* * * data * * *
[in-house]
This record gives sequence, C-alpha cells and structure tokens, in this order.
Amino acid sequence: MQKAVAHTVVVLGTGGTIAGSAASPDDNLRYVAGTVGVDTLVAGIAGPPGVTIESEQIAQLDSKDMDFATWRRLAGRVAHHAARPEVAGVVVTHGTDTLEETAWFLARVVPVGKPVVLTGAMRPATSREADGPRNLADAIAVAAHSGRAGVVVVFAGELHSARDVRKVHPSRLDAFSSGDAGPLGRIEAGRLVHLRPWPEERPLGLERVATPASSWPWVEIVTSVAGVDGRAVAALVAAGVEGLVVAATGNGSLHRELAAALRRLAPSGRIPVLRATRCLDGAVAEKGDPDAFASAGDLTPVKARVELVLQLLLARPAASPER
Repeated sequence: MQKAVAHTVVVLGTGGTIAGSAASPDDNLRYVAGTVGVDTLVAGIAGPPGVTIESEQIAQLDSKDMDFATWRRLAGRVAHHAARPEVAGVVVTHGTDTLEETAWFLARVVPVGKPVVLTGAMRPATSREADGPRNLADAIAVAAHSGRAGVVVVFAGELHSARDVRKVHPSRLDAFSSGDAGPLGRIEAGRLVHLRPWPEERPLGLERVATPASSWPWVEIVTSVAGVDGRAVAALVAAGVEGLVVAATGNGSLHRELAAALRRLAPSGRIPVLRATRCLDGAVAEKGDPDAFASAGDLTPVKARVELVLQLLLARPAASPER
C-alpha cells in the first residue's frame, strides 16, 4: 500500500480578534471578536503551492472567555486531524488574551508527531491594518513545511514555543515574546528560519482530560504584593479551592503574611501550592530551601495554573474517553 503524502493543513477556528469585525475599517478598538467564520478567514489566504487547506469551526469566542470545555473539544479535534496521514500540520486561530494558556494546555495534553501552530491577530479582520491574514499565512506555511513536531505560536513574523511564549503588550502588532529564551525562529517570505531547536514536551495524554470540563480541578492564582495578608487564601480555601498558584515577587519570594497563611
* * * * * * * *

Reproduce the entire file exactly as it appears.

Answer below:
[in-house]
This record gives sequence, C-alpha cells and structure tokens, in this order.
Amino acid sequence: MQKAVAHTVVVLGTGGTIAGSAASPDDNLRYVAGTVGVDTLVAGIAGPPGVTIESEQIAQLDSKDMDFATWRRLAGRVAHHAARPEVAGVVVTHGTDTLEETAWFLARVVPVGKPVVLTGAMRPATSREADGPRNLADAIAVAAHSGRAGVVVVFAGELHSARDVRKVHPSRLDAFSSGDAGPLGRIEAGRLVHLRPWPEERPLGLERVATPASSWPWVEIVTSVAGVDGRAVAALVAAGVEGLVVAATGNGSLHRELAAALRRLAPSGRIPVLRATRCLDGAVAEKGDPDAFASAGDLTPVKARVELVLQLLLARPAASPER
Repeated sequence: MQKAVAHTVVVLGTGGTIAGSAASPDDNLRYVAGTVGVDTLVAGIAGPPGVTIESEQIAQLDSKDMDFATWRRLAGRVAHHAARPEVAGVVVTHGTDTLEETAWFLARVVPVGKPVVLTGAMRPATSREADGPRNLADAIAVAAHSGRAGVVVVFAGELHSARDVRKVHPSRLDAFSSGDAGPLGRIEAGRLVHLRPWPEERPLGLERVATPASSWPWVEIVTSVAGVDGRAVAALVAAGVEGLVVAATGNGSLHRELAAALRRLAPSGRIPVLRATRCLDGAVAEKGDPDAFASAGDLTPVKARVELVLQLLLARPAASPER
C-alpha cells in the first residue's frame, strides 16, 4: 500500500480578534471578536503551492472567555486531524488574551508527531491594518513545511514555543515574546528560519482530560504584593479551592503574611501550592530551601495554573474517553 503524502493543513477556528469585525475599517478598538467564520478567514489566504487547506469551526469566542470545555473539544479535534496521514500540520486561530494558556494546555495534553501552530491577530479582520491574514499565512506555511513536531505560536513574523511564549503588550502588532529564551525562529517570505531547536514536551495524554470540563480541578492564582495578608487564601480555601498558584515577587519570594497563611